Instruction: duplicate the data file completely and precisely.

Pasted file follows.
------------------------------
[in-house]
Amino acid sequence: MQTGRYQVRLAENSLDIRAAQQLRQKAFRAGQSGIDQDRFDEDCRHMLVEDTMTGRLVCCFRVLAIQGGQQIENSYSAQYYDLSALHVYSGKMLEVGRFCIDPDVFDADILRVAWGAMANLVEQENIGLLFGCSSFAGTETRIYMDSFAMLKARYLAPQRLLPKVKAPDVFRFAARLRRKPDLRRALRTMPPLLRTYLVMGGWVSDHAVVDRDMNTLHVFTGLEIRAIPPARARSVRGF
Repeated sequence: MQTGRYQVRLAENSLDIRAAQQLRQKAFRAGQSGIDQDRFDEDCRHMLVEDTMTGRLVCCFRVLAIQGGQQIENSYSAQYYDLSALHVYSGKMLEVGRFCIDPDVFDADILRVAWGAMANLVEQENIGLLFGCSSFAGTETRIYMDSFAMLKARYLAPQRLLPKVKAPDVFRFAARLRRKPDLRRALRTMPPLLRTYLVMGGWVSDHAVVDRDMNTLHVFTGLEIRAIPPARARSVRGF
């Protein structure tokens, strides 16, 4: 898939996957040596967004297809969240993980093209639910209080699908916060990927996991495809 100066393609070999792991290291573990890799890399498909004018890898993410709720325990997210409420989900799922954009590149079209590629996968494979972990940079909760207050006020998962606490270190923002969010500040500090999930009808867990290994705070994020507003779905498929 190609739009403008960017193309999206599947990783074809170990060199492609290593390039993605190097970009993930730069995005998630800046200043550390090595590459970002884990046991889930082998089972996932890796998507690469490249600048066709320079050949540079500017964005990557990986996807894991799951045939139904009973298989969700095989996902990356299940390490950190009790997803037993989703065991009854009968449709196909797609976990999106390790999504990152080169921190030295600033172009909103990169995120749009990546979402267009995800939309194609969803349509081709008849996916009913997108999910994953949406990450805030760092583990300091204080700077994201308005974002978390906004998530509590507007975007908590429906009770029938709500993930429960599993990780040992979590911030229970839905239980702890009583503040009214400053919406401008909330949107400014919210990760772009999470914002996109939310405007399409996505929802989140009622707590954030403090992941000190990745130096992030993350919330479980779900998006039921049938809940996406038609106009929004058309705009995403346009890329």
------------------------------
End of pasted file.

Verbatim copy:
[in-house]
Amino acid sequence: MQTGRYQVRLAENSLDIRAAQQLRQKAFRAGQSGIDQDRFDEDCRHMLVEDTMTGRLVCCFRVLAIQGGQQIENSYSAQYYDLSALHVYSGKMLEVGRFCIDPDVFDADILRVAWGAMANLVEQENIGLLFGCSSFAGTETRIYMDSFAMLKARYLAPQRLLPKVKAPDVFRFAARLRRKPDLRRALRTMPPLLRTYLVMGGWVSDHAVVDRDMNTLHVFTGLEIRAIPPARARSVRGF
Repeated sequence: MQTGRYQVRLAENSLDIRAAQQLRQKAFRAGQSGIDQDRFDEDCRHMLVEDTMTGRLVCCFRVLAIQGGQQIENSYSAQYYDLSALHVYSGKMLEVGRFCIDPDVFDADILRVAWGAMANLVEQENIGLLFGCSSFAGTETRIYMDSFAMLKARYLAPQRLLPKVKAPDVFRFAARLRRKPDLRRALRTMPPLLRTYLVMGGWVSDHAVVDRDMNTLHVFTGLEIRAIPPARARSVRGF
């Protein structure tokens, strides 16, 4: 898939996957040596967004297809969240993980093209639910209080699908916060990927996991495809 100066393609070999792991290291573990890799890399498909004018890898993410709720325990997210409420989900799922954009590149079209590629996968494979972990940079909760207050006020998962606490270190923002969010500040500090999930009808867990290994705070994020507003779905498929 190609739009403008960017193309999206599947990783074809170990060199492609290593390039993605190097970009993930730069995005998630800046200043550390090595590459970002884990046991889930082998089972996932890796998507690469490249600048066709320079050949540079500017964005990557990986996807894991799951045939139904009973298989969700095989996902990356299940390490950190009790997803037993989703065991009854009968449709196909797609976990999106390790999504990152080169921190030295600033172009909103990169995120749009990546979402267009995800939309194609969803349509081709008849996916009913997108999910994953949406990450805030760092583990300091204080700077994201308005974002978390906004998530509590507007975007908590429906009770029938709500993930429960599993990780040992979590911030229970839905239980702890009583503040009214400053919406401008909330949107400014919210990760772009999470914002996109939310405007399409996505929802989140009622707590954030403090992941000190990745130096992030993350919330479980779900998006039921049938809940996406038609106009929004058309705009995403346009890329």